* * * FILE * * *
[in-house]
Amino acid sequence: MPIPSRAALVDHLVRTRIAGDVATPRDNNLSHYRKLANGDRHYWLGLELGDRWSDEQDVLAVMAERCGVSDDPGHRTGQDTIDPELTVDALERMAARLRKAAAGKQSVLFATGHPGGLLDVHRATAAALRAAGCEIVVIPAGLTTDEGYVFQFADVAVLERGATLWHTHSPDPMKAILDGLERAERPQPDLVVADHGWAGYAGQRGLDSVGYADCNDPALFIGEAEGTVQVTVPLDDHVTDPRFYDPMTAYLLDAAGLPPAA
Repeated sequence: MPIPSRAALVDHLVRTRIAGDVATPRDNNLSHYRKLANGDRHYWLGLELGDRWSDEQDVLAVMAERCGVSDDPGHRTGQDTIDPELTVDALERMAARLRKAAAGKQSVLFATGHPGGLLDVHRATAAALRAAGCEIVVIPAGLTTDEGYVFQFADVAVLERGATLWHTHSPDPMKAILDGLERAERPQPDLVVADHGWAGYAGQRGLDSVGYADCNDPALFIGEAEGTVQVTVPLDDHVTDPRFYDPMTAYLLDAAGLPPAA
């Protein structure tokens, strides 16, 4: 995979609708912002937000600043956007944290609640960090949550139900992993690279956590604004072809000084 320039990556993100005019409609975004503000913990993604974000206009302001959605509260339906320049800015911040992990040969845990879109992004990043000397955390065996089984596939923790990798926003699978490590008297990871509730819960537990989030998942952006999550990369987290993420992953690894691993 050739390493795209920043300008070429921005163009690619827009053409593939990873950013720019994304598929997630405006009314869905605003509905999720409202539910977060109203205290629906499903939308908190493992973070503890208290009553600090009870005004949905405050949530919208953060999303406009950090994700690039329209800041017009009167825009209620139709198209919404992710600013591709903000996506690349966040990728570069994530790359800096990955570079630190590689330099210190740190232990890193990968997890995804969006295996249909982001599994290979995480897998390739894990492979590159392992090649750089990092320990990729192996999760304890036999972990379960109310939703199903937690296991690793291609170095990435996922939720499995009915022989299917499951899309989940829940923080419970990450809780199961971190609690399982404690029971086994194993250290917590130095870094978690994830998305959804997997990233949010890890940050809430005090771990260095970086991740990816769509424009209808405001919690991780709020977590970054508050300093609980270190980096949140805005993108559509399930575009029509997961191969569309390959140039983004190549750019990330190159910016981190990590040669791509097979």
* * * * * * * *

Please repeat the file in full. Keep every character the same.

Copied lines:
[in-house]
Amino acid sequence: MPIPSRAALVDHLVRTRIAGDVATPRDNNLSHYRKLANGDRHYWLGLELGDRWSDEQDVLAVMAERCGVSDDPGHRTGQDTIDPELTVDALERMAARLRKAAAGKQSVLFATGHPGGLLDVHRATAAALRAAGCEIVVIPAGLTTDEGYVFQFADVAVLERGATLWHTHSPDPMKAILDGLERAERPQPDLVVADHGWAGYAGQRGLDSVGYADCNDPALFIGEAEGTVQVTVPLDDHVTDPRFYDPMTAYLLDAAGLPPAA
Repeated sequence: MPIPSRAALVDHLVRTRIAGDVATPRDNNLSHYRKLANGDRHYWLGLELGDRWSDEQDVLAVMAERCGVSDDPGHRTGQDTIDPELTVDALERMAARLRKAAAGKQSVLFATGHPGGLLDVHRATAAALRAAGCEIVVIPAGLTTDEGYVFQFADVAVLERGATLWHTHSPDPMKAILDGLERAERPQPDLVVADHGWAGYAGQRGLDSVGYADCNDPALFIGEAEGTVQVTVPLDDHVTDPRFYDPMTAYLLDAAGLPPAA
């Protein structure tokens, strides 16, 4: 995979609708912002937000600043956007944290609640960090949550139900992993690279956590604004072809000084 320039990556993100005019409609975004503000913990993604974000206009302001959605509260339906320049800015911040992990040969845990879109992004990043000397955390065996089984596939923790990798926003699978490590008297990871509730819960537990989030998942952006999550990369987290993420992953690894691993 050739390493795209920043300008070429921005163009690619827009053409593939990873950013720019994304598929997630405006009314869905605003509905999720409202539910977060109203205290629906499903939308908190493992973070503890208290009553600090009870005004949905405050949530919208953060999303406009950090994700690039329209800041017009009167825009209620139709198209919404992710600013591709903000996506690349966040990728570069994530790359800096990955570079630190590689330099210190740190232990890193990968997890995804969006295996249909982001599994290979995480897998390739894990492979590159392992090649750089990092320990990729192996999760304890036999972990379960109310939703199903937690296991690793291609170095990435996922939720499995009915022989299917499951899309989940829940923080419970990450809780199961971190609690399982404690029971086994194993250290917590130095870094978690994830998305959804997997990233949010890890940050809430005090771990260095970086991740990816769509424009209808405001919690991780709020977590970054508050300093609980270190980096949140805005993108559509399930575009029509997961191969569309390959140039983004190549750019990330190159910016981190990590040669791509097979």